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Killed in their cages: Palestinian civilians and Israeli weapons

There’s a scene in the Emir Kusturica film Underground that has really stayed with me. It pictures Belgrade zoo being bombed during the Second World War, with animals in their cages panicking and howling. A young zoo-keeper with learning difficulties is totally distraught. It still brings tears to me eyes thinking about it.

Last week BBC News had a piece about the current devastation at Gaza zoo after Israel’s bombardment of the Gaza Strip. Out of 400 animals, only 10 are now left. The others were either hit by shells, killed by bullets or they starved to death in their cages after the zoo staff fled the bombing.

The situation hasn’t been much different for the 1.5 million Palestinians in Gaza. For the last 20 months they’ve been trapped in their open-air prison, trying to survive under Israel's blockade, a form of collective punishment for all inhabitants and not just for “fighters”. Similarly, Israel’s massive military onslaught in January may have been designed to rout Hamas and other armed Palestinian groups, but the Israeli Defense Forces’ tactics showed a reckless disregard for civilian life.

Okay, amid the barrage of claim, counter-claim and unpleasant name-calling, people might just throw up their hands and say “this issue’s too complicated”. Or: “who can you believe?” The Amnesty blog site has been jammed with people debating and arguing on this subject like no other, and when Clare Short recently did a Comment is Free post about the need for war crimes investigations (on both sides) she was swamped with 300 comments in a day.

But look at a few facts. If you examine the weapons actually used it can tell you a lot. On one side, Hamas (and possibly other armed groups) fired at least 643 rockets into southern Israel during the conflict, according to Israeli figures. (Actually Israel’s number is only for 27 Dec-11 Jan, so it was probably more like 700-800). The rockets killed seven Israeli civilians and injured others. The devices were crude, semi-improvised, or old Soviet-era stuff. They were still deadly though, and firing them 20-30 kilometres into civilian areas is an indiscriminate attack, ie a war crime.

On the other side, the Israeli military machine is huge and state of the art. It makes a lot of its own equipment, while the US supplies the vast majority of its imported arsenal (something like $21 billion-worth since 2002): F-16 fighter jets, Apache AH-64 and Black Hawk UH-60 combat helicopters, various armoured fighting vehicles, and so on and so on. Tel Aviv also gets US-made unmanned aerial “drones” (possibly with engines made in Lichfield, Staffordshire).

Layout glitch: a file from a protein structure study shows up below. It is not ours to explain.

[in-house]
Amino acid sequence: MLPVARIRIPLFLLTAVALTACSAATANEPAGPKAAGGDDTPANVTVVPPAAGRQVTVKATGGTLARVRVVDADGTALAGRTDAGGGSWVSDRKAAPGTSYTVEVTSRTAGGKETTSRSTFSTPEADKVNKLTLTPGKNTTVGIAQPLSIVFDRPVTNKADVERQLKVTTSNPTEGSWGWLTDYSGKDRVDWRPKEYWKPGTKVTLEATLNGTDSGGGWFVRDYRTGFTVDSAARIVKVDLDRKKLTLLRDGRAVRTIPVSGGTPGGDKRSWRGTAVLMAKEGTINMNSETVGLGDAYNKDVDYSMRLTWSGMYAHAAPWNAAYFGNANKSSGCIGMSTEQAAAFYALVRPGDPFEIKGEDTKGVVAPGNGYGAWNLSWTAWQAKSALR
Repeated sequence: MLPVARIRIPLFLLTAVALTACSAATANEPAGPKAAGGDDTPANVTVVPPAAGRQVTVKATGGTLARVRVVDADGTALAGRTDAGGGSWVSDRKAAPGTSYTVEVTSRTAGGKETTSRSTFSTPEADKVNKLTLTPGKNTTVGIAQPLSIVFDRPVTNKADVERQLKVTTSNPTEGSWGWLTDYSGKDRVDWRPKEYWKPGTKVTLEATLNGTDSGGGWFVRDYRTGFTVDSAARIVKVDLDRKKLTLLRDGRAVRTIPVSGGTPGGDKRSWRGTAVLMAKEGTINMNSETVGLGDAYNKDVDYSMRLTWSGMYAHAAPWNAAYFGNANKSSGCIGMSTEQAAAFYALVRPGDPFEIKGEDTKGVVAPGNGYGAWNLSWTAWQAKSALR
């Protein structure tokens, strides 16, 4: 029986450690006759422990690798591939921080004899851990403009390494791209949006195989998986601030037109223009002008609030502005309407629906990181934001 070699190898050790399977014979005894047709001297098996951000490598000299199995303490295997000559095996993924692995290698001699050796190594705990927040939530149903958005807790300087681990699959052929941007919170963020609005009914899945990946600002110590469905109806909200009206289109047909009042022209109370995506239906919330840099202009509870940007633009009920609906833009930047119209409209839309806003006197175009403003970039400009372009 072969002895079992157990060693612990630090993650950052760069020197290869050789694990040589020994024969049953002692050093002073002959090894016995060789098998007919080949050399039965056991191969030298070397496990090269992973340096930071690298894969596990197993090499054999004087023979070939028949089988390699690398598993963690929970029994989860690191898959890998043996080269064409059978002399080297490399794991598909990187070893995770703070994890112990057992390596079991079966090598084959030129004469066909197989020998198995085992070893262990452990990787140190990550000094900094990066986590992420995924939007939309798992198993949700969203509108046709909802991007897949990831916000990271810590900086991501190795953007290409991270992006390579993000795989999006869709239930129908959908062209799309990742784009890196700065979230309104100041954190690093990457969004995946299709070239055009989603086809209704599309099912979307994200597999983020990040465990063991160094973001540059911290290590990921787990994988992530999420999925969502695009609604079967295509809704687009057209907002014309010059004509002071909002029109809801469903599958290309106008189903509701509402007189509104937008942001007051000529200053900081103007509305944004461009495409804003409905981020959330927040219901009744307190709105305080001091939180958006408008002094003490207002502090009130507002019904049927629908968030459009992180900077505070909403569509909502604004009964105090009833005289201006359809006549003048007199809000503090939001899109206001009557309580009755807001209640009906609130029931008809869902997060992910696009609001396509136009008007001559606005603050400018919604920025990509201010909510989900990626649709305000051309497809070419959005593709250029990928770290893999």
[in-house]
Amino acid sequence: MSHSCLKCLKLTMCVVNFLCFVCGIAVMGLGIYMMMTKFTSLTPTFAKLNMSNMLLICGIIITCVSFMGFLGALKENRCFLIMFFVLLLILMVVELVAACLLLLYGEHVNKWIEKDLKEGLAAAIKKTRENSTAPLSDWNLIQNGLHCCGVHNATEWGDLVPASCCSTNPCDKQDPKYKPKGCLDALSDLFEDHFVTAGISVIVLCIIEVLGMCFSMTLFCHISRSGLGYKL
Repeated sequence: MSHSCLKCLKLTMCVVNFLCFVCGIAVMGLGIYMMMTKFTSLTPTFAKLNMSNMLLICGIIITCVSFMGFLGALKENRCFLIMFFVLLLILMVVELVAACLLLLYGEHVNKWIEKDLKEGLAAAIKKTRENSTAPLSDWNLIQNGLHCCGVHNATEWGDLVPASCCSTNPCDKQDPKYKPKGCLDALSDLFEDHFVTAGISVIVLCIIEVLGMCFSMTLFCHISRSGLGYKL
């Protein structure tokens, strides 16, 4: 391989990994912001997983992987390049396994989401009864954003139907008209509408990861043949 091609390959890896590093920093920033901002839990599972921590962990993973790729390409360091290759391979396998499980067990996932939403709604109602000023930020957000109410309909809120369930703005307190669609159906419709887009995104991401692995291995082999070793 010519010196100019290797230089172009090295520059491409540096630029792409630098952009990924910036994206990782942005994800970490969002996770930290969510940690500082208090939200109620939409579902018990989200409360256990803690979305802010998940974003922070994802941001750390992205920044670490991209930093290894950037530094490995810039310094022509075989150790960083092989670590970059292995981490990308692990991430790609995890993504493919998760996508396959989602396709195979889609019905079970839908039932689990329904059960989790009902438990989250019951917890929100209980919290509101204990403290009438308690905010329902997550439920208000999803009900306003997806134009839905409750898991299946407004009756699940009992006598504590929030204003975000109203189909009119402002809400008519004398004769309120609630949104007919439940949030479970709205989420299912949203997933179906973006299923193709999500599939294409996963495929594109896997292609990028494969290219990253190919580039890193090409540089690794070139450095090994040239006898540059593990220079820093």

Fine. Israel is entitled to arm itself to the teeth if it wishes, but it’s the usage that counts. For example, as the Times reported throughout the conflict, Israel’s army clearly used white phosphorous shells in civilian areas in Gaza. The result? Men, women and children were either killed or horribly wounded, with WP burning through their skin tissue and muscles and into their bones.

There’s a lot more detail like this in a new report out today from Amnesty on the Gaza conflict weaponry – but just one more example. The IDF also apparently used a new type of shell (apparently fired from drones) which bursts open and showers an area with tiny sharp-edged steel cubes. It’s a ready-made shrapnel device, not unlike a nail bomb. Amnesty researchers found steel cubes embedded deep into concrete walls. Like white phosphorous, it’s the sort of thing that should never be used in a civilian area.

To flout this “rule of war” is a war crime – hence Amnesty’s continuing call for a proper war crimes investigation and hence the need for a full UN arms embargo meanwhile.

Just like Londoners during the WW2 “doodlebug” raids, Israelis in places like Sderot and Ashkelon were obviously traumatised by Hamas rockets. Fair enough. But let’s place that against the massive onslaught against the densely crowded territory of the Gaza strip. Just like the monkeys and camels at Gaza zoo, Palestinian civilians didn’t stand a chance against the weapons and tactics that were used against them.

(PS: speaking of weapons, look out for Amnesty's "bullet" ads on rape as a weapon of war in London Underground carriages this week. They're … awesome). 


About Amnesty UK Blogs
Our blogs are written by Amnesty International staff, volunteers and other interested individuals, to encourage debate around human rights issues. They do not necessarily represent the views of Amnesty International.
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